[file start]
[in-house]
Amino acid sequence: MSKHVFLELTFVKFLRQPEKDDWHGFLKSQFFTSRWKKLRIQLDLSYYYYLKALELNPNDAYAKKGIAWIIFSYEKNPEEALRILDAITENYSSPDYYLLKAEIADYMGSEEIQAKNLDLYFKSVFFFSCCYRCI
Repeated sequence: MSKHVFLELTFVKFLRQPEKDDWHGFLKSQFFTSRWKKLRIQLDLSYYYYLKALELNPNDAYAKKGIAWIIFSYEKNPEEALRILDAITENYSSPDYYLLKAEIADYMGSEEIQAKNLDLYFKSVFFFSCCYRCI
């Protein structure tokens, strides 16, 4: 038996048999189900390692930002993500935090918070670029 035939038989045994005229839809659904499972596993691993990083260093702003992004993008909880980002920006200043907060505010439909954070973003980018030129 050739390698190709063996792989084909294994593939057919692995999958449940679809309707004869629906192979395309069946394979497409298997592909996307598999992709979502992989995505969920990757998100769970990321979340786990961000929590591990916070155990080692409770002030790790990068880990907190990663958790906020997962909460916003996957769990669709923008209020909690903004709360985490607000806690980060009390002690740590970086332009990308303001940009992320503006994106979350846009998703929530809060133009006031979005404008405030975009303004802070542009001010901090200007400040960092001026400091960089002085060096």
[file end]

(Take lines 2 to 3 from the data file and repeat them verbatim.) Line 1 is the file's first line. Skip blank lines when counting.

Amino acid sequence: MSKHVFLELTFVKFLRQPEKDDWHGFLKSQFFTSRWKKLRIQLDLSYYYYLKALELNPNDAYAKKGIAWIIFSYEKNPEEALRILDAITENYSSPDYYLLKAEIADYMGSEEIQAKNLDLYFKSVFFFSCCYRCI
Repeated sequence: MSKHVFLELTFVKFLRQPEKDDWHGFLKSQFFTSRWKKLRIQLDLSYYYYLKALELNPNDAYAKKGIAWIIFSYEKNPEEALRILDAITENYSSPDYYLLKAEIADYMGSEEIQAKNLDLYFKSVFFFSCCYRCI